Photo of Steve Blank speaking at an event

We sat down with world-renowned entrepreneur Steve Blank to talk about the significance of the lean startup movement, how generative AI will revolutionise the business landscape and what leaders need to do to survive the changes ahead

Famed for his founding role in the lean startup movement, Steve Blank, now an adjunct professor of entrepreneurship at Stanford, has also co-created the Imperial Wicked Module at Imperial College Business School. The class teaches students to use lean startup tools to address “wicked” problems that have multiple moving parts and no obvious solution, such as insurgencies, disinformation and climate change.

We spoke to Steve about the significance of his work and the biggest challenges and opportunities facing today’s entrepreneurs.

Why was the lean startup movement such a widespread sensation?

Lean’s biggest insight was observing that startups are not smaller versions of large companies and, while large companies execute business models, startups search for them. For the business world, it was like discovering an entirely new continent.

We had built tools for executing an existing business model, but we had absolutely nothing when it came to searching for them, including the understanding that it needed to be done.

My work, along with that of Eric Ries and Alexander Osterwalder, formed the beginnings of the Lean Movement. I remember going to some of the best business schools in the world and people saying: “How hard can [running a company made up of] six people in a garage be?” But I deeply understood just how hard the startup setup was. 

How will generative AI impact entrepreneurship?

The impact on entrepreneurs will be enormous: they’ll be able to use data to look at what people in certain demographics want and use generative AI to come up with product ideas, websites and even pivots.

Now, if I’m in healthcare and the NHS decides they want to make money, I could take all the health data I have about everybody in the UK and start figuring out how to do it using AI models. If I was an entrepreneur today, I would be working on a piece of enterprise software to create an end-to-end platform for using AI in building startups.

What innovation challenges are unique to today’s businesses?

Large organisations are designed for repeatable and scalable processes. This works well when your business environment is relatively stable, or your competitors have the same resources as you.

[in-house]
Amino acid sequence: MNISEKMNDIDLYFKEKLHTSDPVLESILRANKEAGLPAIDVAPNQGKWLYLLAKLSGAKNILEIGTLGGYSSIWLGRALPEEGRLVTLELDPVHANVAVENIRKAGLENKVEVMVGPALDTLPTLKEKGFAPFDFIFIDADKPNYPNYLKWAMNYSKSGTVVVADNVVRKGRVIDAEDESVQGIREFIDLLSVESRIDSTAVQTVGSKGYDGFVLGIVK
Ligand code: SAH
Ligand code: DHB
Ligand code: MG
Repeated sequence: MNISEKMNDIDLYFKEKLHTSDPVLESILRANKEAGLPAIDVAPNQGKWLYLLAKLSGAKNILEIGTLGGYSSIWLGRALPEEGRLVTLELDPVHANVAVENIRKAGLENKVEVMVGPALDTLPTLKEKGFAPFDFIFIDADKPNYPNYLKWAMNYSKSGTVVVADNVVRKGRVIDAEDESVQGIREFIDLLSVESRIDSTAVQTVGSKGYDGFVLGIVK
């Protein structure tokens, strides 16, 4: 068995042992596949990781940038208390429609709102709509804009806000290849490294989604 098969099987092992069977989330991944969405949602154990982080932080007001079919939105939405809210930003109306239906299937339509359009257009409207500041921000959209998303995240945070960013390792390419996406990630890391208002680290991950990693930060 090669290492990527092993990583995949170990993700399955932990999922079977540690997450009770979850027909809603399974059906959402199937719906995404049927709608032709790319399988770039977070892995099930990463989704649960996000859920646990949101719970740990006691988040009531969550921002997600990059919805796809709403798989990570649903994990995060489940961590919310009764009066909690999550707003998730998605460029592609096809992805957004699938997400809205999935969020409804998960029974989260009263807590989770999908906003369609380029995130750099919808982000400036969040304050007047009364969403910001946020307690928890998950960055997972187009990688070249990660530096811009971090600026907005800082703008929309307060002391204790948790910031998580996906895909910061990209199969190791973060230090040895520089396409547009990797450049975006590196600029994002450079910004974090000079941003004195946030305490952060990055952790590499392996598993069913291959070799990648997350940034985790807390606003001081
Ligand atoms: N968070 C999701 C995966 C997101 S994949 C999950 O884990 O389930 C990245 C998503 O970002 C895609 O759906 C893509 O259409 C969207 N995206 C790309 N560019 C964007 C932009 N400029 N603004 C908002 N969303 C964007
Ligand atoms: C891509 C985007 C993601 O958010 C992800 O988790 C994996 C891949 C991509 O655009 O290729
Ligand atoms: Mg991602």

These days, you’re competing with smaller companies designed to move rapidly and take risks, and that’s hard to sustain. Companies adopting startup methods often end up with innovation “theatre”, rather than innovation delivered. Carving out an innovative path requires committed leadership, culture and process change.

What is the most common mistake you see startups making?

Entrepreneurs have the passion to come up with an idea, execute it and then expect to stand back and see all the orders rolling in. That almost never happens.

The phrase I keep repeating after two decades: there are no facts inside the building, so get the heck out. When I taught the Imperial Wicked Module at Imperial, I told students how important it is to talk to customers and listen to the data.

How do you think large corporations can overcome challenges with agility?

It really starts with the leadership team agreeing that execution pays your salary, but innovation pays your pension. Then deciding whether they're willing to make the changes necessary to provide a parallel pathway for innovation.

However, the worst thing you could do is make the entire company about innovation and put the core business at risk. My first mantra to CEOs is: whatever you do, protect the core.

How can leaders ensure they stay relevant?

If I was a CEO, I'd ensure I was thoroughly educating myself about the changes in my sector. If you don’t understand the relevant technology, supply chain, manufacturing et al and its implications, it would be like a CEO at the turn of the century not understanding manufacturing in China.

Lifelong learning plays a large role in figuring out how to keep CEOs continually engaged in new methods, tech, challenges, as well as global opportunities and threats.

Imperial Wicked Module leader Cristobal Garcia Herrera conducted a fireside chat with Steve Blank at the Wicked Acceleration Labs 4th Annual International Symposium on Corporate Acceleration and Digital Transformation in November 2023. 

About Evie Burrows-Taylor

Senior Digital Communications Officer
Evie is Senior Digital Communications Officer for the Institutional Marketing & Communications team. She is responsible for developing the School's faculty and research communications, working to amplify the School's intellectual leadership to a wide variety of international audiences. She also works on IB Knowledge and the School's news and events coverage.

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